Philip needed money. His financial problems had already led to riots – notably in Paris in 1306, where the king himself had had to hide from the rioters in the Templars' tower (plate 9). But he could not simply take the money he needed from his subjects, because he had to abide by the law and precedent. The machinery of the heresy trial offered him a means of bypassing the law. He could show his subjects that he was an effective Christian ruler while at the same time resolving his financial problems.
The success of the king's plan relied on the use of torture to extract confessions. Since 1252 the papacy had allowed torture to be used in the interrogation of heretics in order to obtain confessions, and it had become normal procedure when suspects refused to confess. The most common form of torture used at this time was the strappado: the accused's hands were tied behind his or her back and attached to a rope which was thrown over a beam; the accused was hauled into the air and allowed to hang there, then lowered to the ground, then hauled into the air again. The rack was also used: this was a triangular frame on which the accused was tied, the ropes holding the accused were attached to a windlass, the windlass was turned and the ropes tightened until the accused's joints were dislocated. Lesser tortures included tying the accused's hands tightly to cut off the circulation of the blood, preventing the accused from sleeping, or simply starving the accused by keeping him or her on a diet of bread and water for several weeks.
There were strict rules about the use of torture: it should not cause death or permanent injury, a medical expert should be present, and a notary had to keep a record of what was done. Yet the Templars of France claimed that these procedures were not always followed during the trial of their Order. When the papal investigation into the Templars' affair in France got under way in 1309, the papal commissioners heard many cases of the misuse of torture. Bernard of Vado, a priest from Albi, told the papal commissioners that his feet had been rubbed with fat and then held in front of a fire, so that the skin of his toes burned, and a few days later two bones fell out of his feet. John of Cormeilles, serving-brother, had lost four teeth through being tortured during his interrogation at Paris. Other Templars had not suffered permanent physical injury, but had lied because of the torture.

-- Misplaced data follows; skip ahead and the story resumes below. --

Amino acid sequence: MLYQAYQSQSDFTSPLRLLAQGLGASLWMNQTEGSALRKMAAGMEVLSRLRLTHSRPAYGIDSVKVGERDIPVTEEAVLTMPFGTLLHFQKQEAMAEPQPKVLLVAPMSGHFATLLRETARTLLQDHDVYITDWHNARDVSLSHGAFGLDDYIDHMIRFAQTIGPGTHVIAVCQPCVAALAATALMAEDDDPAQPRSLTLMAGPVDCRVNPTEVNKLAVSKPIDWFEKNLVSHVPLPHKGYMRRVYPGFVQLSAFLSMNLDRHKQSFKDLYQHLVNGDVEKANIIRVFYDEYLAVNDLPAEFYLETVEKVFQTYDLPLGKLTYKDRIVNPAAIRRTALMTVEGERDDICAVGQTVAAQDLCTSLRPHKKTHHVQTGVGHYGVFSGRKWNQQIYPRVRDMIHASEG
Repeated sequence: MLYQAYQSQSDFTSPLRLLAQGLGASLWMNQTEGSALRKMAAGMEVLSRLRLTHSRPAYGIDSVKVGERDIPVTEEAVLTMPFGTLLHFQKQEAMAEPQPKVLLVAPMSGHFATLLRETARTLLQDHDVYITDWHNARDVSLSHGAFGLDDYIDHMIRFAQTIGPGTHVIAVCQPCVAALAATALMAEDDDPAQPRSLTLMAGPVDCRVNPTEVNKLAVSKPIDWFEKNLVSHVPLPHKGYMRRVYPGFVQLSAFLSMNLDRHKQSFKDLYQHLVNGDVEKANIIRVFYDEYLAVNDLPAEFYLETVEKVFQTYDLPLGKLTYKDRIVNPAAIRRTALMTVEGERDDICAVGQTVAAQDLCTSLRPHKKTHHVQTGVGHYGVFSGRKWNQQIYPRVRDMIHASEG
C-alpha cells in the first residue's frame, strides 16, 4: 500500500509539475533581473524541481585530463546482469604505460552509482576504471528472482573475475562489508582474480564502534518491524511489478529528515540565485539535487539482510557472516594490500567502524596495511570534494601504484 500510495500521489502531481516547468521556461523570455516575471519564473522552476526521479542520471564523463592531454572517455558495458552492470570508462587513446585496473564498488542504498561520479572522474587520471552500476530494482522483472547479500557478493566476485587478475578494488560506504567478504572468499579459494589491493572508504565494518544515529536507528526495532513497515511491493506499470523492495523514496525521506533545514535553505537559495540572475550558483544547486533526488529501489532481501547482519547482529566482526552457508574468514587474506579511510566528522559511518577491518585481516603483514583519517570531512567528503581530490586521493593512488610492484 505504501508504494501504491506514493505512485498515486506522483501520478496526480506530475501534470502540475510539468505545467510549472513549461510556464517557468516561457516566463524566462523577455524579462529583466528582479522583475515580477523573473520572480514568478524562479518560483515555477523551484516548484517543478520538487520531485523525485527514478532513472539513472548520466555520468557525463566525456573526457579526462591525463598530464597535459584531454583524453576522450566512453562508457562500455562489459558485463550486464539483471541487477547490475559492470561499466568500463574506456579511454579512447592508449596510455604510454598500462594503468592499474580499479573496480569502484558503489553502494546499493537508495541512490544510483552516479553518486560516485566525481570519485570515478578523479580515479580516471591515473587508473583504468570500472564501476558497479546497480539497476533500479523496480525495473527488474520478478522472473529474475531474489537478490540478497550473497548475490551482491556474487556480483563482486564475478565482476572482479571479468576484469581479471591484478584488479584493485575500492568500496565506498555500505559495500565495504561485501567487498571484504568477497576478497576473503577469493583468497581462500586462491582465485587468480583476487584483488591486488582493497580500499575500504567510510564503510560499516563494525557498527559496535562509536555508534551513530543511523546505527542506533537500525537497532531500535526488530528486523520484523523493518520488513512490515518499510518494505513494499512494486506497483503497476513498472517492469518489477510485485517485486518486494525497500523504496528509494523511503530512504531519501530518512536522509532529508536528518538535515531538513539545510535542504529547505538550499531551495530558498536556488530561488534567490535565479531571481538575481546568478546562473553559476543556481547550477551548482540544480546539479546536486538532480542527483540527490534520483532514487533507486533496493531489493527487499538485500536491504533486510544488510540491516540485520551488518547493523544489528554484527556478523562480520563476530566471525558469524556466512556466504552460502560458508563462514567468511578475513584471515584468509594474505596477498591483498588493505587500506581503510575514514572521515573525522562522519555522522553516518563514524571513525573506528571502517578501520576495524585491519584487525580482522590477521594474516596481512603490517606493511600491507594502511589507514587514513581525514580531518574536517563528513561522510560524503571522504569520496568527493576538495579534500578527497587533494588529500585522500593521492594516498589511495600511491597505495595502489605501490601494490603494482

Against this background of torture and intimidation it is not surprising that out of 138 Templar testimonies which survive from the interrogations in Paris in October–November 1307, only four Templars did not immediately confess to the charges. Of ninety-four Templar testimonies which survive from other provinces of France in this period, the majority confessed to the charges. However, a contemporary writer pointed out that thirty-six Templars in the Parisian house alone had died under torture rather than confess to the charges. Apparently, the interrogators in France did not always record the testimonies of those who refused to confess.
King Philip IV had been successful in obtaining confessions, but he had stepped outside his own jurisdiction. The prosecution of heresy was not the responsibility of a secular ruler but a spiritual matter, and so the business of the Church. In August 1307, Pope Clement V had written to the king that when he first became pope in November 1305 he had heard rumours about heresy within the Order of the Temple, which he had been inclined to dismiss; but he had at last decided to launch an investigation. Now Clement was furious that Philip had gone ahead with his own enquiry without his authority or permission. However, the Templars in France had confessed to the charges of heresy, and even though those confessions had been obtained by force they could not simply be set aside. Again, as Clement was then staying near Poitiers, within the kingdom of France, his freedom to act against the French king was limited. Accepting Philip's actions as a fait accompli, on 22 November 1307 he sent out letters to the kings of Catholic Christendom, telling them to arrest and interrogate the Templars.